An apprentice is a novice undergoing an apprenticeship under a skilled practitioner to learn a craft or trade, while on the job.
Traditionally a master craftsman could take on a young person (about the age of 14) under contract for about 7 years. After that, if the apprentices continued work with the master, it would be as a journeyman. An apprentice would be part of the master's household and could be expect to do chores for their master both household and craft related.
More modern apprenticeship have a more boss/employee type of relationship, and does not start until the apprentice has reached the minimum school leaving age, but this still likely to be a legal minor, but such a case the apprentice will still live with their parents, not their boss. A shorter modern form would be internship, but an intern is expected to know more about the craft starting than an apprentice, normally from some form of tertiary school.
There are also more informal apprenticeships, where a child learns the family trade, basically starting as soon as they're old enough to do chores.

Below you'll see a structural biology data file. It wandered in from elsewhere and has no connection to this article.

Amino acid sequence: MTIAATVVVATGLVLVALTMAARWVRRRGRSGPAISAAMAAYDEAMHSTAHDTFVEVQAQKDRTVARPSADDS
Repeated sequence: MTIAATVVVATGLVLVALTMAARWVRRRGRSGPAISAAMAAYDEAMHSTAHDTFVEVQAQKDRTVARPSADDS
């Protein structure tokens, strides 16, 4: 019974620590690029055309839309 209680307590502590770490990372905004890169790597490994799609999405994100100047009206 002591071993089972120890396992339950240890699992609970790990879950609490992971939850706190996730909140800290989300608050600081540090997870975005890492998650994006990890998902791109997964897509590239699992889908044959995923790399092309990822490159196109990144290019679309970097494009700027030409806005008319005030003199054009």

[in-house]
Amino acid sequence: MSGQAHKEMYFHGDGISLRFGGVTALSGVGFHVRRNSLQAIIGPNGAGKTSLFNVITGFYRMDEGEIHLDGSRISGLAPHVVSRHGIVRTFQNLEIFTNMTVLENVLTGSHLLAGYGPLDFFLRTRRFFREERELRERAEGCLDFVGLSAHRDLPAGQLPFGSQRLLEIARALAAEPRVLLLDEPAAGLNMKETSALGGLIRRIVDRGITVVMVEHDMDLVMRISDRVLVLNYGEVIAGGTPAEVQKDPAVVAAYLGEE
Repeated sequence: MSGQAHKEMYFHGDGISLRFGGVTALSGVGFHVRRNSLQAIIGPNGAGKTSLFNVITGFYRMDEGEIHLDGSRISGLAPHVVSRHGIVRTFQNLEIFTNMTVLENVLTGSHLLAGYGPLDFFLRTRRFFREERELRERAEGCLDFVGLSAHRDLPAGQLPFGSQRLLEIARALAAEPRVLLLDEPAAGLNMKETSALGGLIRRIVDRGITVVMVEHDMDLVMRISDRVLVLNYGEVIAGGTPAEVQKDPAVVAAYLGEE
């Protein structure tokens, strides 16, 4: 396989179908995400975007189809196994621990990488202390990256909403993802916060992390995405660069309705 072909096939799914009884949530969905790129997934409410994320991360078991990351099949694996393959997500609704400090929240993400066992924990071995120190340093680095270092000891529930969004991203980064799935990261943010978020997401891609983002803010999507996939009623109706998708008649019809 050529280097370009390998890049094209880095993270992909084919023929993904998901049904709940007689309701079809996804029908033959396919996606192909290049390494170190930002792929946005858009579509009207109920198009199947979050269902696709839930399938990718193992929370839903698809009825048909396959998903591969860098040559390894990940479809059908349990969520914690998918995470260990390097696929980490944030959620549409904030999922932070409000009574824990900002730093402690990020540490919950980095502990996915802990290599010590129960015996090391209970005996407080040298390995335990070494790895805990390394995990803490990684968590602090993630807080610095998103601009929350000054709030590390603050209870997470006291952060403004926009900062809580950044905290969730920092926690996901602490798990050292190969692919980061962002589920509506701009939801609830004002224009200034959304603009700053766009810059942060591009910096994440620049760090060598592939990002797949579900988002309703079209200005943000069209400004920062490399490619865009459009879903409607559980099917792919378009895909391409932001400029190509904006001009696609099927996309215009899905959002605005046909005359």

Apprentices and spankingEdit
While the master and apprentice do not always archive the surrogate parent/child relationship, the master was always considered a guardian and responsible for their apprentice, and had the responsibility to discipline their apprentices in loco parentis.
In literature, some stories of master/apprentice CP have a domestic (parent/child) feel, but in most, the master is a more distant authority figure and punishments are given in a more formal and distant fashion, and often harsher than a parent would do it. Apprentices would also be chastized by the journeyman who was their superior as well. It was not too unusual for an apprentice to run away from their master if the beatings became too much to bear. Examples of master/apprentice CP in mainstream fiction are found in Cervantes's Don Quixote and in Wilhelm Busch's Maler Klecksel; in non-fiction they are found in many autobiographies up to the mid-20th century.